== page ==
Parking in Lebanon

Here are two parking stories, both of which I encountered today within a few hours of each other.


While getting my head shaved at my favorite barber, H., this evening in Beirut, I learned that he had just been in a fight with the owner of the shop next door. The fight began as an argument over a parking spot, but soon escalated into a brawl. The local neighborhood boys quickly came out of the woodwork, hustling to H’s defense, but by then he had already gotten the better of his adversary and sent him packing.

As I sat in the chair, my head covered in shaving foam, H. received one phone call after another from people who had heard about the fight and were trying to mediate between the two men. My barber, who is typically a very mild-mannered man, spent half an hour shouting into the telephone, vowing to bring the world down upon the guy’s head if he dared to say a word about parking ever again. There were threats veiled and direct, and mentions of aquaintances with itchy trigger-fingers.

As he fumed and spouted, the phone tucked into the crook of his shoulder, H continued shaving. His hands remained as steady as ever and the straight blade didn’t so much as tremble as he scraped it over my scalp. I sat still and sipped my coffee.


Earlier in the day, my grandmother told me that she’d gotten a call from a police officer a few months back. My aunt was visiting at the time, and she answered the phone. Here’s the conversation, as my grandmother told it:

Aunt: Allo?

Officer: Marhaba.

Aunt: Marhabtein.

Officer: May I please speak with Umm Ibrahim?  

Aunt: Who’s speaking?

Officer: I’m calling from Maghfar Hbeish.

Aunt: I’m her daughter. Can I help you?

Officer: Yes, it seems your mother hasn’t paid a parking ticket in Hamra for six months.

Aunt: That’s impossible. She never travels to Hamra.

Officer: Well, we have a record here of a ticket for a car registered in her name. The license plate is 1234567.

Aunt: Oh, I see. There’s been a mistake. She sold that car five years ago. The current owner is responsible, not my mother.

Officer: Well, I’m afraid she’ll have to come down to the station to clear it up.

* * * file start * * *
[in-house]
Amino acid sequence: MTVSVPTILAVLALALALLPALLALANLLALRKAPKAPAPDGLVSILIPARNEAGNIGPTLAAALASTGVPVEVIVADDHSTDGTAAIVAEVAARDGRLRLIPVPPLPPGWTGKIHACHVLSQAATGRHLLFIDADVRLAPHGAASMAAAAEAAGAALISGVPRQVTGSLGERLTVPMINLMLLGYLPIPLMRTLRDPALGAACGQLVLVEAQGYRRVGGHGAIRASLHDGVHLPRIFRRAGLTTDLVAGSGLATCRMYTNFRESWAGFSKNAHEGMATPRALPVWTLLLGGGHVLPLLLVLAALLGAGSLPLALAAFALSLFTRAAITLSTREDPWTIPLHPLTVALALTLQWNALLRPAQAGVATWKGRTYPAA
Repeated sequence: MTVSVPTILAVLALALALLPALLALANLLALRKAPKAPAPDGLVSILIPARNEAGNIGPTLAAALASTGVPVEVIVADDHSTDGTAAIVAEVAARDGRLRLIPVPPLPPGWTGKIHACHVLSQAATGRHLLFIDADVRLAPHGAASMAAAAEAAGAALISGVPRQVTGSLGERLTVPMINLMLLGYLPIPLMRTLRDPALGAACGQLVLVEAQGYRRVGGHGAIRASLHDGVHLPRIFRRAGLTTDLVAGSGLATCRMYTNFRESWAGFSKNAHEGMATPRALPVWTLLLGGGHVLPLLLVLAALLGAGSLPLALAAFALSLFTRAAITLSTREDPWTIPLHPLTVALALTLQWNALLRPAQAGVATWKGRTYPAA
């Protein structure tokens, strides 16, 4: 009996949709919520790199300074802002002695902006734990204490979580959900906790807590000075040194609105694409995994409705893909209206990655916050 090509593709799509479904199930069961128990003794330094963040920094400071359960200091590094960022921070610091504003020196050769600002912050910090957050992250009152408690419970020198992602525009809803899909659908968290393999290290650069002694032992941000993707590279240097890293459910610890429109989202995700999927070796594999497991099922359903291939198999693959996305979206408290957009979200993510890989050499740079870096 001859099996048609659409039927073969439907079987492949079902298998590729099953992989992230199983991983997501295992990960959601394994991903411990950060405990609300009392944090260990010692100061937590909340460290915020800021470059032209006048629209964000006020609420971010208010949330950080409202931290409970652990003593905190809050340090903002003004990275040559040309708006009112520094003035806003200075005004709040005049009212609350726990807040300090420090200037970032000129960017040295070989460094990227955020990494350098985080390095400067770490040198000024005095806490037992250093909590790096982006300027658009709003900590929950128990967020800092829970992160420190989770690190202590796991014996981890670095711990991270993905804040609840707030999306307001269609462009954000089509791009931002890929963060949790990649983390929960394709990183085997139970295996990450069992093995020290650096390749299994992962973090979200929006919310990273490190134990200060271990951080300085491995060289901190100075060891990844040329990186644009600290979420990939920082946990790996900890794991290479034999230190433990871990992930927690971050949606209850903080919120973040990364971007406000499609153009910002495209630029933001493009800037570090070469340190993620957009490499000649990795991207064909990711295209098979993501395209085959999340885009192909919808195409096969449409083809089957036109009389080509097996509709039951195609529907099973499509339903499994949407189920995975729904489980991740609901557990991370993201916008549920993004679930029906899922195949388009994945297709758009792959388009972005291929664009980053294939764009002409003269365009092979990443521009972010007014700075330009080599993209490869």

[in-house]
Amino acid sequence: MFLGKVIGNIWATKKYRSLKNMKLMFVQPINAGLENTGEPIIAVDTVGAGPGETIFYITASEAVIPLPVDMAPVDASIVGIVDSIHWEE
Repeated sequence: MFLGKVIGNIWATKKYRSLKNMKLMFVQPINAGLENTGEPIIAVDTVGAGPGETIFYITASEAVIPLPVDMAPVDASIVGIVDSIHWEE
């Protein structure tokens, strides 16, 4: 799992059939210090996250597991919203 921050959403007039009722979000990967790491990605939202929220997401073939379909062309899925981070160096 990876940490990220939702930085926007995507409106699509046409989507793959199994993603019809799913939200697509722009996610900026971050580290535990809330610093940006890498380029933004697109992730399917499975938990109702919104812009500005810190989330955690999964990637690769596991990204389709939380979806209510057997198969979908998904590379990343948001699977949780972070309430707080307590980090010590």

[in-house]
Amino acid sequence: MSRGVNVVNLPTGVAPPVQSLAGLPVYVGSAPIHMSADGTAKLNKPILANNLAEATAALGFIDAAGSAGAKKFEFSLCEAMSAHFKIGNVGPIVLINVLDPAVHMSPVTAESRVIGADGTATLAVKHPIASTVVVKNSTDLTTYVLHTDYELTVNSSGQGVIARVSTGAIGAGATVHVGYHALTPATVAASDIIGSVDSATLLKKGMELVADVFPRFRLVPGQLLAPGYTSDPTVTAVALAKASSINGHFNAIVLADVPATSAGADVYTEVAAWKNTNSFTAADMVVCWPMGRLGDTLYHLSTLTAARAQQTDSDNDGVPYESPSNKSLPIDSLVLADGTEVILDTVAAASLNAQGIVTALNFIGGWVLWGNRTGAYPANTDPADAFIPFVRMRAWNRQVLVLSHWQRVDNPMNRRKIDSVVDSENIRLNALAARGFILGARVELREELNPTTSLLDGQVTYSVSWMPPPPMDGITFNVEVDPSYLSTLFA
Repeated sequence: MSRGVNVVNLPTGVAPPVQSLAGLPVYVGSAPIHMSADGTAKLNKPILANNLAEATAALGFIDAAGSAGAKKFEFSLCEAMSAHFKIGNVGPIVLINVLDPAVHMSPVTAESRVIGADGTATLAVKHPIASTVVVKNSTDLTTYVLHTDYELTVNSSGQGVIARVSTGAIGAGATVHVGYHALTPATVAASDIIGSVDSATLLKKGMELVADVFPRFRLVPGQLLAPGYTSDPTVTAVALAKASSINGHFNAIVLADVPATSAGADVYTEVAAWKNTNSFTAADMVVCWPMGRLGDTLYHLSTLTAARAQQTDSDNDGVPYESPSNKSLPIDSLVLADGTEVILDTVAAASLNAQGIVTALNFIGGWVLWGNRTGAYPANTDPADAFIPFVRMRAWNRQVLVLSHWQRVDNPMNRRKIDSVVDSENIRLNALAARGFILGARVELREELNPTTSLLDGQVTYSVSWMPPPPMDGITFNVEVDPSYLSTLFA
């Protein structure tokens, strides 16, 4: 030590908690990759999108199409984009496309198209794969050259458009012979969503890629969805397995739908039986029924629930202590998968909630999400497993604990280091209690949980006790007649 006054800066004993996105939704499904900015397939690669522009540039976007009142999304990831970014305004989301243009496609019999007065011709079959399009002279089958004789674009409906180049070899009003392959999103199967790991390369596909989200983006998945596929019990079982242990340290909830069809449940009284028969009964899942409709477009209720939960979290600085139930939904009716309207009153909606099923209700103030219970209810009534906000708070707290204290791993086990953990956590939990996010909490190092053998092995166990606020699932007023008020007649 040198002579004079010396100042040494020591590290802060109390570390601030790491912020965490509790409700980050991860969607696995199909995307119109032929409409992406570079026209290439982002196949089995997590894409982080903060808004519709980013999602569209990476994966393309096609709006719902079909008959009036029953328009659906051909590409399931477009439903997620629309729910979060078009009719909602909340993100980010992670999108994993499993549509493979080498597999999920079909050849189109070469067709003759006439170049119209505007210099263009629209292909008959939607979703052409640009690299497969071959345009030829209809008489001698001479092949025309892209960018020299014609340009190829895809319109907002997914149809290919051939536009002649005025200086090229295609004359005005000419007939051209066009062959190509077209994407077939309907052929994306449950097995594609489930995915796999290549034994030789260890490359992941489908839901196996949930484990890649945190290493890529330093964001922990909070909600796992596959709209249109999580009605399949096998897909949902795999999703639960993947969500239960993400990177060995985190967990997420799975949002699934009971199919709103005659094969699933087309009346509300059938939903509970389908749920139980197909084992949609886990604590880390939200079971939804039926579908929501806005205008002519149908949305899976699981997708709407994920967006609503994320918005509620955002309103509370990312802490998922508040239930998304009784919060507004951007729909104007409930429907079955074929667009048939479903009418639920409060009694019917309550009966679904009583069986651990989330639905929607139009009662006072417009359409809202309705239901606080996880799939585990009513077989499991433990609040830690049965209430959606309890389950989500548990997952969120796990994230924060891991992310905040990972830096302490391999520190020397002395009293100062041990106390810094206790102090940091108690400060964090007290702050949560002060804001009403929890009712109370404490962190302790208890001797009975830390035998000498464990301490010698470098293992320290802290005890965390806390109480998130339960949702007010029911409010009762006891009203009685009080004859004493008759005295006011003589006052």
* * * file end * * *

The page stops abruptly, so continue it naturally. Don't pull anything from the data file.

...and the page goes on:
Aunt: What? She’s an old woman! And she lives in the mountains! She can’t come all the way down to the police station in Beirut.

Officer: She’s an old woman? What year was she born?

Aunt: 1932.

Officer: 1932?! Let me speak to her.

Aunt: Hold on. Mama! Come speak to the police.

(My grandmother shuffles to the phone)

Grandmother: Hello?

Officer: What are you still doing driving at your age?

Grandmother: Well, I…

Officer: Stop driving! You’re too old!

Grandmother: Ok, I’ll stop. But what about the ticket?

Officer: Don’t worry about it. I’m tearing it up, and I’m going to write down that the owner of the car is dead.

Grandmother: Thanks, ya habibi. I appreciate it.

Officer: Wa law, ya Sittna? Have a nice day.

Grandmother: Thanks. Goodbye.
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12 thoughts on “Parking in Lebanon

  1. The parking frenzy (Mafia!) has taken Beirut by storm, I guess..
    Last week I had to go to Beirut for an appointment, and the first parking attendant (facing Buddha Bar) asked me: how long are you staying?
    I said: about an hour.
    He replied: sorry, you can’t stay for more than 15-30 mins, with the keys inside the car!
    Muttering under my breath, I went to the other parking facing Virgin. It was 9.20, my appointment (an exam, rather!) was at 9.30. The attendant asked me: are you a subscriber here?
    Of course, I said no.
    His reply: Then go out and come back at 9.30. (!!!)
    Muttering and cursing, I finally went to a parking next to the mosque, facing the Beirut municipality. It is a valet parking service that charge you per hour.
    And that’s how I ended up paying 10$ for parking fees for 6 hours 🙂

    In other news, check this out:

    Posted by Delirious | January 23, 2010, 3:29 pm
  2. I just love these typical Lebanese stories! Of course, I hate it when I’m in the middle of a typical Lebanese story which seems to happen on a daily basis when I’m in Beirut, but that’s another story 😉

    Your grand-mother’s conversation with this absolutely delightful and very helpful officer (who ended up doing everything and anything but his job) is just so good! 🙂

    Funny how when we’re in Lebanon, we don’t find anything unusual about all that 🙂 It’s when we travel and come back for a few days that everything typically Lebanese becomes so… what should we call it, well… “Typically Lebanese” 🙂

    Hope you’re enjoying your stay in Lebanon! 🙂

    Posted by rouba | January 23, 2010, 5:25 pm
  3. It is true that parking is a baroque matter in Beirut…but I have to admit that I NEVER ever lost anything from my car in years and years of leaving it in parkings with the key on.